UT’s very own Anagha Uppal will be heading to Minneapolis next week, October 25th through 28th, to present at this year’s Association for the Advancement of Sustainability in Higher Education (AASHE) Conference.
Uppal is a Knoxville native and a junior here at UT. This story starts with her freshman year, when she and a friend walked into one of the university’s POD markets in the late evening and discovered the fate of the leftover food.
Shocked that so much good food could simply be thrown away, Uppal thought up a solution. Reaching out to Aramark, UT’s food supplier, she worked with them to come up with a new plan for the leftover food. As opposed to simply throwing perfectly good, albeit no longer fresh, food away, the food is now brought to a large freezer in Thompson-Boling Arena where Second Harvest Food Bank of East Tennessee is able to pick it up and distribute it to the hungry and homeless in the local area.
“It’s been really good the past year and a half,” Uppal explains. It was at this time that she began to work with the Food Recovery Network – a national network of college students committed to fighting food waste. The UT Food Recovery Network works to facilitate the process of recovering perishable food items from dining halls, POD markets, and UT catering facilities – including working with UT Athletics to recover leftover food after football games and other sporting events.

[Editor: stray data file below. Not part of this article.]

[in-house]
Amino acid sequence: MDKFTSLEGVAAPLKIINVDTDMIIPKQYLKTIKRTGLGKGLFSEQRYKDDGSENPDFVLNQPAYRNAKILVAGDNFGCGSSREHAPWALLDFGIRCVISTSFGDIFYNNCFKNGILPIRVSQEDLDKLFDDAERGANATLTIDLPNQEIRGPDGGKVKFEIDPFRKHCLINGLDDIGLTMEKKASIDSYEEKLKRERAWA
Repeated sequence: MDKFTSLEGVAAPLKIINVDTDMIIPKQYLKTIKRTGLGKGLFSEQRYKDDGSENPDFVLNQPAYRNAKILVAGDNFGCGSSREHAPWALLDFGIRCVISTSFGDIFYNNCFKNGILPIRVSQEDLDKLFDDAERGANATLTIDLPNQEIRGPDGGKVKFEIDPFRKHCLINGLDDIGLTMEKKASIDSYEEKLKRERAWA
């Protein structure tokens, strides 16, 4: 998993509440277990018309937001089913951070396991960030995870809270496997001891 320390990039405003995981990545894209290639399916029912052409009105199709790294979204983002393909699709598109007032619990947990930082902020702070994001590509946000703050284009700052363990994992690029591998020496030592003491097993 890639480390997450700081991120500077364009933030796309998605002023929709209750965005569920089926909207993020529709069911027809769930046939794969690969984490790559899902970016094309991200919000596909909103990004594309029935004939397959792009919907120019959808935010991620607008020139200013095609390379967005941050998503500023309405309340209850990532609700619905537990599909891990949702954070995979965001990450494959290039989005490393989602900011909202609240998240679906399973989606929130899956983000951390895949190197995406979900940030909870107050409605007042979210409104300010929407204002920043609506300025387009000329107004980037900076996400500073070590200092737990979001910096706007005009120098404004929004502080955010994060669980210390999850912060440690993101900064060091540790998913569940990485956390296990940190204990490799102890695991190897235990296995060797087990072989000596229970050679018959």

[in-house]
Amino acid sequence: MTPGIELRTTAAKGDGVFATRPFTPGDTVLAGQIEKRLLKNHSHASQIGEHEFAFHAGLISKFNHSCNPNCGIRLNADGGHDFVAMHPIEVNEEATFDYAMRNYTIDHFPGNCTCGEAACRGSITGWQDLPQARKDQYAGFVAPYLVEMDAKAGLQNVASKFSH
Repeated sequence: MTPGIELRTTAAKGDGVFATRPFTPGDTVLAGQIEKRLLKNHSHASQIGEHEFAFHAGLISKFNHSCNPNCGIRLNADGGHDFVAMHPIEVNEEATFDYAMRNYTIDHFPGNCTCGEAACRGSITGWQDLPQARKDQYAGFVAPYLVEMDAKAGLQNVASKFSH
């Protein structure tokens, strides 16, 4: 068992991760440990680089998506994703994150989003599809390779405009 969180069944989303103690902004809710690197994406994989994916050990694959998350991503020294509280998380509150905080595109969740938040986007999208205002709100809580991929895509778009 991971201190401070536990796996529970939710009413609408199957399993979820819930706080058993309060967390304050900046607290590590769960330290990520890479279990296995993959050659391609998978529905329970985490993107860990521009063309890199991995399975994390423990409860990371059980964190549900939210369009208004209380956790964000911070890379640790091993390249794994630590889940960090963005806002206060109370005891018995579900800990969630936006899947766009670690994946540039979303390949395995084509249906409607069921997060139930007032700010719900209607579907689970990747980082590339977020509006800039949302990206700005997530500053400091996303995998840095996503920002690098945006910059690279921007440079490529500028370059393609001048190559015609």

Uppal will take her work on the road with her to Minneapolis to present at the conference. Though it is not her first time attending the AASHE Annual Conference, it will be her first time presenting. Uppal isn’t altogether nervous, however; she is grateful for the opportunity: “it’s a little intimidating, but it’s also very encouraging.” She is riding the “food movement” wave that has captured the focus at UT. “I think our campus is moving towards the food sustainability area a lot,” she remarked. Aramark’s marketing manager encouraged her to present on the program she has built over her college career, and all it has accomplished at UT.
Her work may not seem so complicated, but Uppal has made it clear that it was not an easy process. A part of her presentation focuses on the struggles that she and her partners faced when pushing the campus toward zero waste. “One of the biggest things you will hear time and time again: ‘There is a liability issue,'” – often the greatest hold up for a food handler in joining this movement is the fear that they could be held responsible if the food that they donate makes someone sick – but Uppal was able to work around this by citing law. The Good Samaritan Food Donation Act, passed in 1995, eradicates liability and protects the donors from being sued.
With any type of movement, there will be some obstacles, and Uppal is determined to push past them as far as she can for food recovery. “If you really want a zero food waste policy, you have to go through a policy point.” Uppal is pushing for UT to demand a zero food waste contract with Aramark. Her ideal end result would be for zero food waste to be enforced by a policy.
This kind of program not only benefits the Knoxville community, but it could also be beneficial to UT in pushing us toward becoming a Top 25 University.
If you want to know more about food recovery, the Food Recovery Network is always looking for volunteers. You can find them on Facebook, or you can email them at email@example.com.